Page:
What does this mean for the average blogger? Nothing – unless feeling important and being known as the influencer is essential, that is. I can say that, for me, life goes on. I know from my stats that the number of visitors have remained stable in the last five years, I don’t deal with messy drama, and I read and review what I want. The only thing I wish will happen is a cutting down on the number of review requests I get from authors who are clearly just spamming every blog hoping to catch something, but I suspect that’s not a problem unique to me. But for big blogs that have certain interests (financial or otherwise) in retaining their influence… well, I don’t envy their position. They have to play catch-up, and I have a feeling that many of their traditional publishing contacts can’t have much influence these days. Maybe it’s time to start a mailing list or blog tour service?

At any rate, I like what is happening now, believe it or not. I’d like to think that these developments would, hopefully, allow new voices in the online community to be heard after having to either join the cool kids or be silent for so long. Mind you, that’s how the big blogs got started – there was an exodus from a previous generation big website, and for a while, everyone was nonpartisan, sharing opinions and stuff across the blogs and it was easier to find interesting discussions back then without having to scour the Web like these days. I’d like to think that a similar disruption is happening now, thanks to Amazon. Break down the old guard, and let the new guard take over. Hopefully I’d be around to see what fun things that will take place over the next few years!

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11 responses to “Amazon Is Killing Off Big Romance Blogs

  1. I found that, even when the bigger blogs were more powerful, I still spent most of my time following specific reviewers at those blogs… ‘Reviewer A has taste similar to mine, Reviewer B is way off in left field and should be ignored.’ I was pretty happy when some of my favoured reviewers left one of the larger blogs (aren’t we being coy!) and started reviewing on their own sites – made it easier to find their reviews without having to sort through all the rest.

    I find it annoying to sort through reviews at Amazon and Goodreads too, though. So I’m happy with the small-blog model where I can follow those whose tastes I share with minimal distractions from others. Yay for the current status quo!

  2. I generally avoid Goodreads and Amazon reviews for the same reason. Too high noise to signal ratio. Not to mention, some of the people there seem addicted to drama!

    The Romance Reader seems to be making a comeback – on WordPress too – and AAR has been saying that they will similarly transition for a long time now. I wonder how well they will be able to rejuvenate their presence on the web. Maybe it’s just nostalgia, but I do like those two places, and AAR is sorely in need of more staff members that can comfortably talk about anything other than Mary Balogh, Jane Austen, Nora Roberts, Outlander, and Linda Howard again and again and again.

  3. PeggyL

    Drama aside, I do follow a number of people on Goodreads–although I do not intend to make/request any “friends” there anytime soon.
    I do miss TRR and the old AAR with a more cohesive (for lack of a better word) readership when they participated in lively discussions on issues that were of interest to any romance reader.

  4. Anonymous

    One thing I’ve increasingly noticed about a couple of the Big Romance Blogs over the last few years is that the quality of their reviews has markedly diminished. They’ll post reviews that make no sense because the reviewer doesn’t give the reader any details about the plot, and then mentions very specific things without any particular coherence. I’ll read the review and have no idea what the book was about, and only the vaguest idea of why the reviewer gave it the grade she did. Some of them read as though the reviewer wrote a longer review and then randomly cut out half the paragraphs to keep us guessing. There have been more and more of these reviews over the last two or three years. I don’t get it. Why bother writing reviews if you’re just going to phone it in? And it’s almost always the reviews written by the Queen Bees, not the newer reviewers or guest reviewers.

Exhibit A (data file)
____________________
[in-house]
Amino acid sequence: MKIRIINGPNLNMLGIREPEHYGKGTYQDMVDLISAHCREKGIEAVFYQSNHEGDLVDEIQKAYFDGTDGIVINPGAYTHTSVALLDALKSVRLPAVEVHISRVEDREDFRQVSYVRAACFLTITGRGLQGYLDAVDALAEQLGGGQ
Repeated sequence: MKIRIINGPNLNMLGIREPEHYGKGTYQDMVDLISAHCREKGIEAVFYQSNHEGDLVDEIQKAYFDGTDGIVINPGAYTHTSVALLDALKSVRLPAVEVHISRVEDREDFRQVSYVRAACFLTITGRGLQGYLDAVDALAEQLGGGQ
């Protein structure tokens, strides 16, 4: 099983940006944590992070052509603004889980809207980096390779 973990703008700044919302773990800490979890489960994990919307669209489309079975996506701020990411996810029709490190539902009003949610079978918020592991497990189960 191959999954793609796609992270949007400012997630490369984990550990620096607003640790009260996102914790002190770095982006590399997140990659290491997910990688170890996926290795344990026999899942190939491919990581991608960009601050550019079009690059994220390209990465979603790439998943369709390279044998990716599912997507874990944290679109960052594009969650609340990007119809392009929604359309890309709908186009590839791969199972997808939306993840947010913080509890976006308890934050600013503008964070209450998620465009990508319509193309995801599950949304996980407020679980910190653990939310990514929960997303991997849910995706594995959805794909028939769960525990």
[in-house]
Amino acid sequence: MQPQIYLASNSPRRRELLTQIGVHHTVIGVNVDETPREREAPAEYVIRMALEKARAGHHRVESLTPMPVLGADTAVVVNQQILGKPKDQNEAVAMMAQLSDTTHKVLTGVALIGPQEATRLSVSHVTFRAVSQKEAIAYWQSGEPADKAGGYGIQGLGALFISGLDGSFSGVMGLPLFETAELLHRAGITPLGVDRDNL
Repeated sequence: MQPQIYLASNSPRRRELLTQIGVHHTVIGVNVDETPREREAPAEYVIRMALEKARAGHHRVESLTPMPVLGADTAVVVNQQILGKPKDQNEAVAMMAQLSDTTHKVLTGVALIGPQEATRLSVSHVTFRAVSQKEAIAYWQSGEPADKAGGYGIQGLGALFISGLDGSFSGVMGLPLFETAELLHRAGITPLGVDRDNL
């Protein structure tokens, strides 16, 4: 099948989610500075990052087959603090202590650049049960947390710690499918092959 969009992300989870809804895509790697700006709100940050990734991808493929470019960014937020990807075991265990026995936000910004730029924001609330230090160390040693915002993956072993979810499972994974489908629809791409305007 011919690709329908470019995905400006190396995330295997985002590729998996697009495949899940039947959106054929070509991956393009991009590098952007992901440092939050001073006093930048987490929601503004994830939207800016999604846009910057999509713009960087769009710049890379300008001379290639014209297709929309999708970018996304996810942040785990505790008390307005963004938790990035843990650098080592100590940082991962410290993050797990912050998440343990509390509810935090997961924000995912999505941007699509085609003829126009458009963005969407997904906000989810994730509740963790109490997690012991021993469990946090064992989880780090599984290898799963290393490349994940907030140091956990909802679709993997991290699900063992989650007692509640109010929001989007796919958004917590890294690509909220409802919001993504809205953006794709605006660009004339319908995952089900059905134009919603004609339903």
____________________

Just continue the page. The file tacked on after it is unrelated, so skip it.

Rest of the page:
5. I must be an ‘old skool’ reader, as I don’t usually trust Amazon or Good reads reviews. I’ve never bought anything based on a review in either of those places, but I really had good times reading them after I’ve read a book.
    So it’s very surprising to see myself considered as a kind of minority -if things are as you say.
    I’m one of those who keep on trusting half a dozen popular blogs. Big Romance Blogs. Perhaps they are the ‘queen bees’ you mention, I don’t know. But they are the ones that guide me in my purchases and I usually get what I expect. It could simply be that I’m not the kind of reader for those ‘indie’ books you talk about, I don’t buy them, I don’t read them and I don’t review them.

  6. SusanS (former TRR reviewer)

    The Romance Reader (TRR) is making a comeback? Huh? Why didn’t anyone tell me? Can you provide the link?

  7. SusanS (former TRR reviewer)

    Sadly TRR is not back in business. The domain name lapsed and it looks like someone picked it up, but there is no new content. The former editor was surprised to see the link.

  8. There is so much gaming of reviews over at Amazon, I can’t tell you. People buy reviews, of course, but also, there is a lot of “family and friends” stuff going on. The development of street teams and mailing lists is resulting in fan gangs. They won’t just praise their friends, they’ll go and vote the perceived rivals down, although few authors approve of that.
    I look at the worst reviews (some of them are staged, too) and the best, but mostly I go by the 3 and 4 star ones.
    I just went to find a laptop cooling pad, of all things, and even there the “loved it” reviews are evident. But at least there were enough people who were obviously vested in a proper review.

  9. I remembered wondering back in the early 2000’s when authors were going to act like Idol contestants and rally fans to be street team members. Well, here they are! The folks at Fiverr offering reviews, likes, and dislikes for only $5 don’t make things any better, I’d imagine, and the whole Kindle Unlimited model is asking – and has received – plenty of get-rich-quick people putting up both fake books and reviews to get money from borrows.